After reviewing and considering all of the evidence in the present case, including the incriminating circumstances surrounding appellant's arrest, we are unable to conclude that the appellant committed an "act," as that word is defined by Section 1.07(a)(1), supra, that amounted to more than mere preparation to effect the object offense; he was not seen touching the complainant's car and, as previously stated, there were no scratch or pry marks on the car which indicated an attempted entry. Appellant's mere presence at the scene is not alone sufficient to support his conviction. Ashabranner v. State, 557 S.W.2d 774, 776 (Tex.Cr.App. 1977). Nor, under the present circumstances, do we attach significance to the fact that a screwdriver and clothes hanger were found within the area of appellant's immediate control. A person should not be held criminally responsible simply because a vigilant police officer intervenes before he begins to implement his criminal designs. See and cf. Jackson v. State, 145 Tex.Cr.R. 46, 165 S.W.2d 740 (1942).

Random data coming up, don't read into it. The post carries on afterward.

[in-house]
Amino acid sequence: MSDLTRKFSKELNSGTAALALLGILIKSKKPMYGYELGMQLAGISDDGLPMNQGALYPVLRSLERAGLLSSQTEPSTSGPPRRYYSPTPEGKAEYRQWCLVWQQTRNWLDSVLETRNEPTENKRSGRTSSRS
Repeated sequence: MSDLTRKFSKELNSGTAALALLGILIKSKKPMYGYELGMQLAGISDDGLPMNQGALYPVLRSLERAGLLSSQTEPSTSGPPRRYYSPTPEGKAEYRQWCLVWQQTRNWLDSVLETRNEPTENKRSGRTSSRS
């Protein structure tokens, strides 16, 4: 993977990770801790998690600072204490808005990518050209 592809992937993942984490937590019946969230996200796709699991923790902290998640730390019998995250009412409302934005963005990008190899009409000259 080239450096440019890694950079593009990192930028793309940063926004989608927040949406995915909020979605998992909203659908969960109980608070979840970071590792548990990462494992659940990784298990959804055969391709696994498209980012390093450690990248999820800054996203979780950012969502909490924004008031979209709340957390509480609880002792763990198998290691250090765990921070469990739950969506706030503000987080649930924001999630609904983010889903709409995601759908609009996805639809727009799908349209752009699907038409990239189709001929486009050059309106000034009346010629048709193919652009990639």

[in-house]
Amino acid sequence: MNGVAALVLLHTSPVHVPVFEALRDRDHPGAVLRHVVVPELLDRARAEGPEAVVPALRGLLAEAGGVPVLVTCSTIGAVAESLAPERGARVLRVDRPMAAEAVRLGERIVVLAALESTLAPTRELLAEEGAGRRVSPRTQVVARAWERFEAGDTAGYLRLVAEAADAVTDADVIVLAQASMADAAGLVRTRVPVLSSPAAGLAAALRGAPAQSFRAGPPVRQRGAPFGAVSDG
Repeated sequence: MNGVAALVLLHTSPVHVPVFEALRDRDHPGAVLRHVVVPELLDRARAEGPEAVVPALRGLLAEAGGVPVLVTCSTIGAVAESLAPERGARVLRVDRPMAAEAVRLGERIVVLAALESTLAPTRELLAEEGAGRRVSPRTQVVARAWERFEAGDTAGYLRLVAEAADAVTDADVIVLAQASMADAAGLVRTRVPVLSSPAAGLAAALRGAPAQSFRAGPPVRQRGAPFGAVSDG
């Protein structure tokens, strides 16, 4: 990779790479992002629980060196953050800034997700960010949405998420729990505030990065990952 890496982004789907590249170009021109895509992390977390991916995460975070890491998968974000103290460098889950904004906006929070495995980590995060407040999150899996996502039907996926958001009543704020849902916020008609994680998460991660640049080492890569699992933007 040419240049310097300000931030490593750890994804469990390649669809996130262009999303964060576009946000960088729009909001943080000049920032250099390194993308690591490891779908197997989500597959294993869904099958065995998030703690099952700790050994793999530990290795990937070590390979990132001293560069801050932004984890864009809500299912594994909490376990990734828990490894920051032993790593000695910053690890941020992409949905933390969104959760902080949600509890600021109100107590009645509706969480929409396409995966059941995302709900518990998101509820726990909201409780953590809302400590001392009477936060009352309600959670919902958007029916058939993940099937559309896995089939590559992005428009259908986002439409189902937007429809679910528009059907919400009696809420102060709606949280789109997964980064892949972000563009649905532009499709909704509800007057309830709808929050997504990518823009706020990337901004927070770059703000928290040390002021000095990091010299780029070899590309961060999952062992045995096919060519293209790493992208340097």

We find that the State's reliance on Hines v. State, 458 S.W.2d 666 (Tex.Cr.App. 1970) (Opinion on the State's Motion for Rehearing) is misplaced in light of the facts of the present case. In Hines, the defendant was observed at the back door of the complaining witness's house with one hand on the screen door handle through which he was peering. Also, the evidence showed that the defendant gained access to the premises by going through a fence gate. In the present case, however, there is no evidence that appellant touched the complainant's *126 vehicle, or that he was unlawfully upon the premises where the vehicle was parked, consequently, we are unable to point to an affirmative act by the appellant which amounted to more than mere preparation which tended but failed to effectuate the intended offense, i. e., there is no evidence that appellant committed an act tending to effectuate the breaking into or entering of the complaint's car. See and cf. Pickett v. State, 542 S.W.2d 868 (Tex.Cr. App.1976) (broken glass door); Johnston v. State, 477 S.W.2d 891 (Tex.Cr.App.1972) (hole in roof); Smith v. State, 477 S.W.2d 274 (Tex.Cr.App.1972) (pried door); Smith v. State, 460 S.W.2d 927 (Tex.Cr.App.1970) (pried window screens). See also Stone v. State, 396 S.W.2d 882 (Tex.Cr.App.1965).